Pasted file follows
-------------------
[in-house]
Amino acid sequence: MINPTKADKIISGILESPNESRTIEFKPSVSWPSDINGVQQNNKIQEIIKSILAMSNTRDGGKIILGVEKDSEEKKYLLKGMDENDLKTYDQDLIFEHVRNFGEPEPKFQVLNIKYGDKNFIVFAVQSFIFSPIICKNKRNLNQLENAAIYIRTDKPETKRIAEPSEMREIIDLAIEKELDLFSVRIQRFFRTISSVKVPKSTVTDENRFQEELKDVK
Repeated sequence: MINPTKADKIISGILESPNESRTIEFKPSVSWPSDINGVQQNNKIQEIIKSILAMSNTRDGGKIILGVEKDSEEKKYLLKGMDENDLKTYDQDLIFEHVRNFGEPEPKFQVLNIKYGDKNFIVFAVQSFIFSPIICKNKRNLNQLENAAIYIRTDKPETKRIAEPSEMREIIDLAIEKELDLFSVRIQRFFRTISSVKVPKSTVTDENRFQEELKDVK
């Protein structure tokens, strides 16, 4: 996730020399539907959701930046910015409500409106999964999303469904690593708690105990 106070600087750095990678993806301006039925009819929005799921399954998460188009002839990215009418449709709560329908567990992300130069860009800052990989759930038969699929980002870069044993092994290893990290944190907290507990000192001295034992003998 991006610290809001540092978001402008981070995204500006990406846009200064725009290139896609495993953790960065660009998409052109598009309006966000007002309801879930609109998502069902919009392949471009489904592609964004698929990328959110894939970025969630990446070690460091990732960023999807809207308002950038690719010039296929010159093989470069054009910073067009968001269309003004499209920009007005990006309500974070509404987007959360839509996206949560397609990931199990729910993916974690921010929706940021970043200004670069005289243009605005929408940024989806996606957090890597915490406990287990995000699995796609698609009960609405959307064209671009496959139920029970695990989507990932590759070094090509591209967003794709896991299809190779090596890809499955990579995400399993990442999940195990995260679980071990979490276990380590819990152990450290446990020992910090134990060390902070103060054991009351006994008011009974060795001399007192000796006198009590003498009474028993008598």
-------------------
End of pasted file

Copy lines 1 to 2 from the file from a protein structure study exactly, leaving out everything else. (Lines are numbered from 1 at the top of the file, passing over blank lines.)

[in-house]
Amino acid sequence: MINPTKADKIISGILESPNESRTIEFKPSVSWPSDINGVQQNNKIQEIIKSILAMSNTRDGGKIILGVEKDSEEKKYLLKGMDENDLKTYDQDLIFEHVRNFGEPEPKFQVLNIKYGDKNFIVFAVQSFIFSPIICKNKRNLNQLENAAIYIRTDKPETKRIAEPSEMREIIDLAIEKELDLFSVRIQRFFRTISSVKVPKSTVTDENRFQEELKDVK